The Eagles will provide a more formidable opponent. Drones who only cite sack totals were worried Philadelphia’s defense couldn’t rush the passer. Yet, coming into Week 5, two Eagles players ranked inside the top-10 in pressures. Coming out of Week 6, they rank second in quarterback knockdowns per dropback.
It’s clear they have talented players on the defensive line, to the extent that they could wreck another potentially positive passing outing for Minnesota. We all know the Vikings don’t have a perfect pass protection group and Cousins struggles under defensive heat. He has completed just 50% of his passes with a 73.1 passer rating under pressure, per Sports Info Solutions.
If Cousins finds some protection in front of him, he could enjoy another highly efficient day. The Eagles have been thrown on at the third-highest rate in the NFL. Before they met up with the tragic Jets — starring Luke Falk — they were bleeding passing production to opposing teams. Cousins and Adam Thielen showed their connection can still be unleashed when desired. While Stefon Diggs didn’t get the squeaky wheel treatment last week, he’s thrashed this same Eagles defense in the past. He could easily find his way to a big game against this fractured secondary.
If the Vikings passing can show itself in fully functional design against an NFC contender, it would be a huge step forward. Minnesota has the defense and physical presence to mash in postseason football. They also have to show the ceiling that will vault them over highly touted rosters. The Cousins/Thielen/Diggs trio can be that and it’s time for this unit to evolve into its final form.
How much of a difference does Sam Darnold make?
Would wager a guess that this is the first time I’ve been interested in watching something around the Jets this season. Nothing about them has been interesting through the first five weeks. Well, other than making memes about their starting quarterback’s unfortunate illness or their head coach’s propensity for displaying his, let’s call it, quirky personality.
Watch out Mono. Sam Darnold is coming for you. pic.twitter.com/augc9B1xre
— Yahoo Fantasy Sports (@YahooFantasy) September 17, 2019
The Jets have been a thoroughly uninteresting mess. As I often say, if you’re going to be bad, that’s fine; it would be unfair to expect all 32 of these beautiful babies to be good teams. If that’s the case, then the least you can do is be interesting. The Luke Falk-led Jets didn’t even come close. Watching an undrafted Eastern Washington product (weird that Mike Leach hasn’t embraced Falk like he has Gardner Minshew) run a sub-NFL offense doesn’t do it for me.
New York ranks dead last in passing success rate so far this season and are merely three spots better as a rushing offense. No matter what you think about Sam Darnold there is almost no way he doesn’t make them better upon his return. The question is just how much better.
It’s unlikely that Darnold, in just his second season, is at the point where he can elevate a team with holes out of the basement all the way into the top 10 of the league. New York still has a problematic offensive line and a play-caller who looks unable, or unwilling, to adjust and adapt his listless system. However, if Darnold comes back and offers the sort of play he flashed late last year, he could certainly get them into the mid-teens. The Eagles are the 14th team in passing success rate despite some shaky moments due to injuries. That’s a fine target for the Darnold-led Jets offense to aspire to.
Suddenly becoming a solid offense would be a good boon to some of the withering players in this attack. Robby Anderson has cleared 25 yards just once all season and Le’Veon Bell is averaging just 2.9 yards per carry. Tight end Chris Herndon looked like a promising player in Year 1 and will be ready to be unlocked when he’s healthy. There’s talent here. As long as Darnold doesn’t come back and immediately slide into the popgun artist role he operated in Week 1 by throwing 17 meaningless passes to Jamison Crowder, these players should become much more interesting in both fantasy and reality.
Can Deshaun Watson out-duel a mortal Patrick Mahomes?
One of the most common refrains you heard around football media this past week had to do with Patrick Mahomes’ standing while nursing an ankle injury.
It’s hard to debate that, when he’s healthy, Mahomes is the greatest transformative figure at quarterback in the NFL here in 2019. He makes everyone around him better; he routinely does the unthinkable.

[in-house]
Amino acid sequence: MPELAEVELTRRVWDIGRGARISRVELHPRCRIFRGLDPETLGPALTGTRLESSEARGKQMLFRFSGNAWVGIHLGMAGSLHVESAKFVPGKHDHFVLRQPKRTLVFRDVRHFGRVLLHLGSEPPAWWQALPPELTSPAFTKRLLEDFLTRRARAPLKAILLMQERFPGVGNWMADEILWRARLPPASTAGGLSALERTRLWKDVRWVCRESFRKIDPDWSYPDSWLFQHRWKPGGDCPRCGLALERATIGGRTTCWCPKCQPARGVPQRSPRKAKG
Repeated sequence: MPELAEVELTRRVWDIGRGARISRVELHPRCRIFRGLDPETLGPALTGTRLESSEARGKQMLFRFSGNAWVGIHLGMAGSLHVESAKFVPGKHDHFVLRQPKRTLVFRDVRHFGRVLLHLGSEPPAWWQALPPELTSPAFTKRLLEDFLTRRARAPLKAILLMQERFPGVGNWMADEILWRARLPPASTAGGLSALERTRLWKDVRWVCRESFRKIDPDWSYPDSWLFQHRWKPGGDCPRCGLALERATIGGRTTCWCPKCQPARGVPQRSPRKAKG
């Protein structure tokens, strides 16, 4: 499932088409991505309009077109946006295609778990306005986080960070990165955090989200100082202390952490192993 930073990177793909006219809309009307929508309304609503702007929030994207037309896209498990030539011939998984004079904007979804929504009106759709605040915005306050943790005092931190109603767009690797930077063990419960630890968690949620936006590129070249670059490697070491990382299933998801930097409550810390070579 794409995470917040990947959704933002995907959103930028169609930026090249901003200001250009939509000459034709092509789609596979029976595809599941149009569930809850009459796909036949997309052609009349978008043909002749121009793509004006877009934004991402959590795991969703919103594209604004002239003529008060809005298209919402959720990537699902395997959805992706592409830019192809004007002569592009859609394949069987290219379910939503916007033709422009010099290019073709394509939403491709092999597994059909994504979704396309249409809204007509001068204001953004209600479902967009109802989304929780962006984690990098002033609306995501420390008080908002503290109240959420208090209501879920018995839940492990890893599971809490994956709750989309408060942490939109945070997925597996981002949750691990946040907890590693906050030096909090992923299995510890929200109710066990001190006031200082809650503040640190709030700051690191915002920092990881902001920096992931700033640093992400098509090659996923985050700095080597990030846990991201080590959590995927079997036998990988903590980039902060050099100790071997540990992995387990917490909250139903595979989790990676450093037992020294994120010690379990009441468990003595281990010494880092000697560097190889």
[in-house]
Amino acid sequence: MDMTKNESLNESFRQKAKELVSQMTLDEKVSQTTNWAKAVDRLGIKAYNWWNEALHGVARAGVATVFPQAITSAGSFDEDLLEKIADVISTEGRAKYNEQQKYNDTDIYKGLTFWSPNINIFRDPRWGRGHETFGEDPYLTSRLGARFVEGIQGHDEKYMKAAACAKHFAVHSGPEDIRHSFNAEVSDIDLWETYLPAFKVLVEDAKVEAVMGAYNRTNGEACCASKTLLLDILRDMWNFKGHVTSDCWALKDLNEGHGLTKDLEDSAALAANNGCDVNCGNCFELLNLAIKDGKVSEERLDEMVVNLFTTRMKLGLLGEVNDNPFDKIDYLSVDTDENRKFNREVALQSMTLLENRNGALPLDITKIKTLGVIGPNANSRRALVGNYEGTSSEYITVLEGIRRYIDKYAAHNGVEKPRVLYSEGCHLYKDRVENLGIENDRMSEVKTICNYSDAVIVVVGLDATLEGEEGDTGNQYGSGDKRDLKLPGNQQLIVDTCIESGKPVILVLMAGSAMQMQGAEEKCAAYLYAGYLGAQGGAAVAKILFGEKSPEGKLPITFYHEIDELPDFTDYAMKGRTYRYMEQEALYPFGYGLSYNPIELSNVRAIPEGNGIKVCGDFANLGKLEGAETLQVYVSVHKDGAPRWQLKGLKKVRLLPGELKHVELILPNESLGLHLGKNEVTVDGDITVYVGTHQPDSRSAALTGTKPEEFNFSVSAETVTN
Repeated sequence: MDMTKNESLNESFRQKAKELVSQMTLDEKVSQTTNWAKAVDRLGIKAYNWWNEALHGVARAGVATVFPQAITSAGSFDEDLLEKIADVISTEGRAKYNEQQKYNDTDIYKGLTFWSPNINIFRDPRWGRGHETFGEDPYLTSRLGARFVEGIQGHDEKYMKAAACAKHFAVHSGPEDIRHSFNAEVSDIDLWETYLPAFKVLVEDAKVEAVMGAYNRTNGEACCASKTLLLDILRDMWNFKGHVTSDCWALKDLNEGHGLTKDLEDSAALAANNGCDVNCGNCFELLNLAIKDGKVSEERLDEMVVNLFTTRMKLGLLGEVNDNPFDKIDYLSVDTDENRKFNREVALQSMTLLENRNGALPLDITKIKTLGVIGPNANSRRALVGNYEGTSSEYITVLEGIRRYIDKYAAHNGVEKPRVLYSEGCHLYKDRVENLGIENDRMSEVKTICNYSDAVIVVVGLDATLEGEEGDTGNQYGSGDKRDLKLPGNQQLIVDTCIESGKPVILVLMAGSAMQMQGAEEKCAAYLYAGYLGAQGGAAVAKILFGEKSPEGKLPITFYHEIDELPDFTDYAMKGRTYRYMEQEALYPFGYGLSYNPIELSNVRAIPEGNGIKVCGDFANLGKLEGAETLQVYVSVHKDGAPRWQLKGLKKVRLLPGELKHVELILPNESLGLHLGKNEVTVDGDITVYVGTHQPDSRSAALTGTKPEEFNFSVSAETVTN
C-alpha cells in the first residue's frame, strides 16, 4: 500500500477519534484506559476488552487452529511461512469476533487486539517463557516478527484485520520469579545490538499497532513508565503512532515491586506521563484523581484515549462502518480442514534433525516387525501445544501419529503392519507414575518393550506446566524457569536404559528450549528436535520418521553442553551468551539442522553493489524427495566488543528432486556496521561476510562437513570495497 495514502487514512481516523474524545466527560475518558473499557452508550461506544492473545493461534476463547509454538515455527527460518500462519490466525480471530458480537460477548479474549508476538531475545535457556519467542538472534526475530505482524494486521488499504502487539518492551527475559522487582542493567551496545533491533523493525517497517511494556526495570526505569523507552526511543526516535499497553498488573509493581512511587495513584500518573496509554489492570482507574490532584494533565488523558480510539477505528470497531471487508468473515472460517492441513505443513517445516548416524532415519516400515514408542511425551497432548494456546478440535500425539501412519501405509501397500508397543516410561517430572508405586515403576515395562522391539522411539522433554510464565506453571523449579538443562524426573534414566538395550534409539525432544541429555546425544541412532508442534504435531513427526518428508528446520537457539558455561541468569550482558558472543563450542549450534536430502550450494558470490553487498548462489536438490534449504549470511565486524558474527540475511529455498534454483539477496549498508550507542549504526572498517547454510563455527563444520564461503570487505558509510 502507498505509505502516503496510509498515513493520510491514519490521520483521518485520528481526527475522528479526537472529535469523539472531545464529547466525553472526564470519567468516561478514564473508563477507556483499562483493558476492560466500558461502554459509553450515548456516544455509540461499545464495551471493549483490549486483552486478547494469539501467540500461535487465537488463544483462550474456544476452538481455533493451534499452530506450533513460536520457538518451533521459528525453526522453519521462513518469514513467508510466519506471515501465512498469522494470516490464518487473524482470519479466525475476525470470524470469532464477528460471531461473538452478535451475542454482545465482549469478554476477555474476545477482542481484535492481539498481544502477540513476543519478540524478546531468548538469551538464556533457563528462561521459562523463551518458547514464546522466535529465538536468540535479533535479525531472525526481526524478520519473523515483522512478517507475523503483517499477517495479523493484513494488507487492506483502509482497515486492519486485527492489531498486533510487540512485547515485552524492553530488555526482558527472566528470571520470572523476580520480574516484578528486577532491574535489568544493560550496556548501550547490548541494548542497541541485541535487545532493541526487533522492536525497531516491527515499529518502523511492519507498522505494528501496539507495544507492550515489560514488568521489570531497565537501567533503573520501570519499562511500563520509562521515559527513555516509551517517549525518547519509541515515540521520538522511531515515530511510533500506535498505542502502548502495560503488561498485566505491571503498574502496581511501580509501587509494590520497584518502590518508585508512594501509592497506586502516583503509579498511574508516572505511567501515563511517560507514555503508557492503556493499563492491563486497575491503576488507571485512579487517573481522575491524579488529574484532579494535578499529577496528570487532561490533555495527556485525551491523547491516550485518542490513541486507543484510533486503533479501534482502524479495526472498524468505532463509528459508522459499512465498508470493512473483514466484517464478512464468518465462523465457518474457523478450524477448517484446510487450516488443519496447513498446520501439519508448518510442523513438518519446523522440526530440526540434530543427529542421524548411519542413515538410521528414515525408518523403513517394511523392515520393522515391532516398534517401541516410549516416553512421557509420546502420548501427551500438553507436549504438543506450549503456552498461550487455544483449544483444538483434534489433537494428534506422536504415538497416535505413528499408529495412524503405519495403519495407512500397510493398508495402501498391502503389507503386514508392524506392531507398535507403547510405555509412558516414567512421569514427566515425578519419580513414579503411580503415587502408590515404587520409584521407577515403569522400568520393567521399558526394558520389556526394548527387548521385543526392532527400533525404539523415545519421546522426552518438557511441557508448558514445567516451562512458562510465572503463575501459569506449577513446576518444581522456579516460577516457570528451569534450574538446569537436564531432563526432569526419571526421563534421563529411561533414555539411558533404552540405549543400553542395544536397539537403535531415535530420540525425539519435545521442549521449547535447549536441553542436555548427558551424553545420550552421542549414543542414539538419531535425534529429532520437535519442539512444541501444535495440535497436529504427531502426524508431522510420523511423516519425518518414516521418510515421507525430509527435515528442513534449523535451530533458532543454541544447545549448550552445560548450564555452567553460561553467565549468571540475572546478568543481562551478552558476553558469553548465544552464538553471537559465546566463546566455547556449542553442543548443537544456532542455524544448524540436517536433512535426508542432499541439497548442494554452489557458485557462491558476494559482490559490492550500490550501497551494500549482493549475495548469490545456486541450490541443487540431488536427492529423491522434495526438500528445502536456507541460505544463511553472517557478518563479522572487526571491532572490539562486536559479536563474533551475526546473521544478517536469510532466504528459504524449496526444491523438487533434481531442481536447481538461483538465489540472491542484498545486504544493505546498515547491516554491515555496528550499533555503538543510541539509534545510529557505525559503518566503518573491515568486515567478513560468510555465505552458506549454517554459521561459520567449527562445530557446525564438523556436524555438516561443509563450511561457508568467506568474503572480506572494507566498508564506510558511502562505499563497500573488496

Patrick Mahomes is the best quarterback in the NFL right. Spare me your history lesson. We’re talking about the present and the foreseeable future. If you had to take a quarterback to win one game in subpar conditions — hell, if you needed one to start a franchise from the ground up — the answer is Mahomes and it’s not even close.
The question for Week 6 is: Just how close to that player is he at this moment? It was clear during the closing quarters of the Chiefs’ loss to the Colts that he was several percentage points off 100. After taking yet another shot to his already damaged ankle, the titanic passer was hobbling around, left without the final juice of his great improvisational powers that take him to another stratosphere as a player.
When he’s at his peak, Mahomes takes every other piece in the offense around him and makes them fantasy starters. The backfield is always on our radar, even when it’s led by someone like Darrel Williams. Every receiver on the roster, from Demarcus Robinson to Mecole Hardman to damn Byron Pringle has shined in the absence of Tyreek Hill.
So that brings us back to the aforementioned refrain. It always ends with an analyst offering up the question: “A banged-up Mahomes might not be the best quarterback in the NFL anymore but is he still the fifth or sixth best quarterback without his mobility?”
I said it in the Yahoo Fantasy Football Podcast this week. Others said it before and will say it after. No one wants to face Patrick Mahomes, the pocket passer. He can drop back and rifle the ball into spots other quarterbacks can only dream of simply with his arm talent. Yet, it’s his ability on the move that makes him Quarterback God, as he’s known around my house.
It’s unlikely we get the deity form of Mahomes this week, based on what we saw last Sunday night. The version we’ll get is still good enough to beat anyone, but it is a mere mortal.
That brings us to Deshaun Watson. The Texans will travel to Arrowhead Stadium this week. He’ll be the one to take on the powerful but human version of Mahomes. If Mahomes is “merely” rendered the fifth-best quarterback in the league without the gifts brought on by his legs, does Watson have enough in his arsenal to be considered in spots one-to-four? We saw last week that when the conditions are right, he can offer that type of performance.
The Texans are stocked to the brim with top-of-the-line playmakers. The fact that they acquired legitimate explosive threats like Duke Johnson and Kenny Stills mere weeks before the season started and only have bit roles for them now shows their power on offense.
Watson at the helm of a Texans offense firing on all cylinders can be one of the five best quarterbacks in the NFL on any given week. Yet, whether by the conditions he plays in or by his own doing, there is a streamline to his game that his counterpart in red does not have. What version of Watson shows in Arrowhead on Sunday — one of the most difficult places to play — will be what decides this crucial AFC matchup.